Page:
Standardized tests are a controversial part of the American educational system. They've become more popular recently as Americans have grown concerned about the quality of their children's education. Still, focusing exclusively on students' performance in standardized tests can be problematic.
In general, poor kids don't do as well on standardized tests as middle-class and rich kids. Consequently, while upper-class kids are studying history and art, lower-class kids are being drilled in test-taking. The result is an even bigger educational gap between the poor and the more well-off.
In the real world, it isn't enough to know how to add and multiply--you also need to know when to apply each skill. The key to real-life success is the ability to pull together different kinds of knowledge in order to solve complex problems. Most tests, including standardized tests, simply don't have the scope to measure these skills. So when you evaluate someone's potential, it isn't enough to look at his or her test score. You also need to look at how his or her performance compares to that of successful people in various professions.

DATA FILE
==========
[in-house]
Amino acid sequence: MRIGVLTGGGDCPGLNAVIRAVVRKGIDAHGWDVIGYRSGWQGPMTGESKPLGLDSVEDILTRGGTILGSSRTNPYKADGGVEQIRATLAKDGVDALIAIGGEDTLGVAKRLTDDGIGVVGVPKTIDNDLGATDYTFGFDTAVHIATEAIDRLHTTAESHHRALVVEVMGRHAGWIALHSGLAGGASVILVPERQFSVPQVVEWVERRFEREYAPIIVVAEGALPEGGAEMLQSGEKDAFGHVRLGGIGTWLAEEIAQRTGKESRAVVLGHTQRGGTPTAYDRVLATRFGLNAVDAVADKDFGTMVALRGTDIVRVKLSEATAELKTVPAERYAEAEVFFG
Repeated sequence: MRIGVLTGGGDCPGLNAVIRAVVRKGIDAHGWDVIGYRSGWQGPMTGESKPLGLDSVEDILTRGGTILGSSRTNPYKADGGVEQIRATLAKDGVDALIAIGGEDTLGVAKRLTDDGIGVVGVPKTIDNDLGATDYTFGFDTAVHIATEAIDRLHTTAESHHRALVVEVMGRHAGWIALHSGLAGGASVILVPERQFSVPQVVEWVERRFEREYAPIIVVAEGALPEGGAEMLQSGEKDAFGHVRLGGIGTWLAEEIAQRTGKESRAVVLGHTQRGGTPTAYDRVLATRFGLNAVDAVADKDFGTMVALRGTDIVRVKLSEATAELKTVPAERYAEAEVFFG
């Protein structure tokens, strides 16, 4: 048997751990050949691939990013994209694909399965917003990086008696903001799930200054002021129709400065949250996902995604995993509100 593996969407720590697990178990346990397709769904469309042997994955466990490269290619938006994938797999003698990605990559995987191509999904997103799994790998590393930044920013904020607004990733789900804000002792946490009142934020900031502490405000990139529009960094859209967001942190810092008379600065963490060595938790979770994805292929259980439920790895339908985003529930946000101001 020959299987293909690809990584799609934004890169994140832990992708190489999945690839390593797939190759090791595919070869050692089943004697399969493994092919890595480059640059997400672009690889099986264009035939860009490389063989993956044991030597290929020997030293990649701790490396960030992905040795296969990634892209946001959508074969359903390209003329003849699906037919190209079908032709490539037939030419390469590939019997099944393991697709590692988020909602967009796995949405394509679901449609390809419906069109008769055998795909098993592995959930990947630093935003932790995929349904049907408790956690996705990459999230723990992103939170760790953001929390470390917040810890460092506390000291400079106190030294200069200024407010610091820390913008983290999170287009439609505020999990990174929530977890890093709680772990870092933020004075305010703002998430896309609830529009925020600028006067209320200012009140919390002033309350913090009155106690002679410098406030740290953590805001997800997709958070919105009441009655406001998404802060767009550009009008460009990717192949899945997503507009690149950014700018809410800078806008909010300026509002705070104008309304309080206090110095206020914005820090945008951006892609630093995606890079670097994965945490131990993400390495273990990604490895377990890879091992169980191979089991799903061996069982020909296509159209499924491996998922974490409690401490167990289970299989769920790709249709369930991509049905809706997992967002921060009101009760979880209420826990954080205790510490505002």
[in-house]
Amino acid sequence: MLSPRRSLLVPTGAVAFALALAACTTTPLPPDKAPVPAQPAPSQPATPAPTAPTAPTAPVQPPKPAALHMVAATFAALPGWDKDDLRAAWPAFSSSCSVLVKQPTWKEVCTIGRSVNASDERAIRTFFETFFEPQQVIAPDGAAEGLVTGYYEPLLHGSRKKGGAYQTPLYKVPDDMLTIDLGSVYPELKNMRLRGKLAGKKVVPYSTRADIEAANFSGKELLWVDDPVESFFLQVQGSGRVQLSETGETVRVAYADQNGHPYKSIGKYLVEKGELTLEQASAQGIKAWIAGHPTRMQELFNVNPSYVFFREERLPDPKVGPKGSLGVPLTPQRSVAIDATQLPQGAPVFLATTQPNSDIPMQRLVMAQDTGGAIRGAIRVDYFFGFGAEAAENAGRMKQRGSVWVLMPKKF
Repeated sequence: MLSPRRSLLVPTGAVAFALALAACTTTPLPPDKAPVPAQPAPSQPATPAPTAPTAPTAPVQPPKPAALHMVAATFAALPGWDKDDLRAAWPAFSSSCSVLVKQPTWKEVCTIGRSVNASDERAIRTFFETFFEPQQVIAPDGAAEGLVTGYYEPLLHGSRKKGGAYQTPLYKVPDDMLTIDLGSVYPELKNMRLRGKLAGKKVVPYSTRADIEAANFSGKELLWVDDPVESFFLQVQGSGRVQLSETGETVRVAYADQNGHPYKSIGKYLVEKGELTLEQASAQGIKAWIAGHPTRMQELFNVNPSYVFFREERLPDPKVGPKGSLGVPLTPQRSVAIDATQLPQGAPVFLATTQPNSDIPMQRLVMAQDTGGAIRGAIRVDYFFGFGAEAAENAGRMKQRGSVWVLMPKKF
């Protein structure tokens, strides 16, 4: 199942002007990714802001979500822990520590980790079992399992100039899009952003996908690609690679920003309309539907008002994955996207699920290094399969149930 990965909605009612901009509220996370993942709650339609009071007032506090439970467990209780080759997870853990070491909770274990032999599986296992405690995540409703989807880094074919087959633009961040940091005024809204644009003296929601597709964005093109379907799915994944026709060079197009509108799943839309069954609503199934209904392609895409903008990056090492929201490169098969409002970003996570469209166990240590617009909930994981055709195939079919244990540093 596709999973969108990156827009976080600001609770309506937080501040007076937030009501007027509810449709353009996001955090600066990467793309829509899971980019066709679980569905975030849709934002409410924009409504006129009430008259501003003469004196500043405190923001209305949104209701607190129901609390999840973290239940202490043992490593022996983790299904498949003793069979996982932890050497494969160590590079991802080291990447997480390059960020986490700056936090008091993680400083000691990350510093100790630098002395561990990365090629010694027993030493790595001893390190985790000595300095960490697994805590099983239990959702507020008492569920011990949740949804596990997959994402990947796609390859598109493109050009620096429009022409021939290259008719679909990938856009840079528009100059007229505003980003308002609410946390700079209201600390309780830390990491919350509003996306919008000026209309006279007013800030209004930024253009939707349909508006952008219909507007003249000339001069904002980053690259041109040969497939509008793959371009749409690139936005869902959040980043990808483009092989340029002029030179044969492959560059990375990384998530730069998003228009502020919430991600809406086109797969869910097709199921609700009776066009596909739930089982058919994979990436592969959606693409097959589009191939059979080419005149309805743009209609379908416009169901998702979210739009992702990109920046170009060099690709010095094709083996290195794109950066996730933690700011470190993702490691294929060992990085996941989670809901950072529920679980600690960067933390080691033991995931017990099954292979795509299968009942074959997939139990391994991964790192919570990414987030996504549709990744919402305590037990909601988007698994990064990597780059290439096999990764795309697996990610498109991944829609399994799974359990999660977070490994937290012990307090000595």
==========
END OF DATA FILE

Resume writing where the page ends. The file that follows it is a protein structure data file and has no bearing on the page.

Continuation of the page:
Sometimes good students are poor test-takers, and vice versa. Standardized tests are hardly the be-all and end-all predictors of a child's ability and likelihood of success. In fact, studies show that the one thing that never fails to improve education is not increased spending on standardized testing, but increased spending on schools.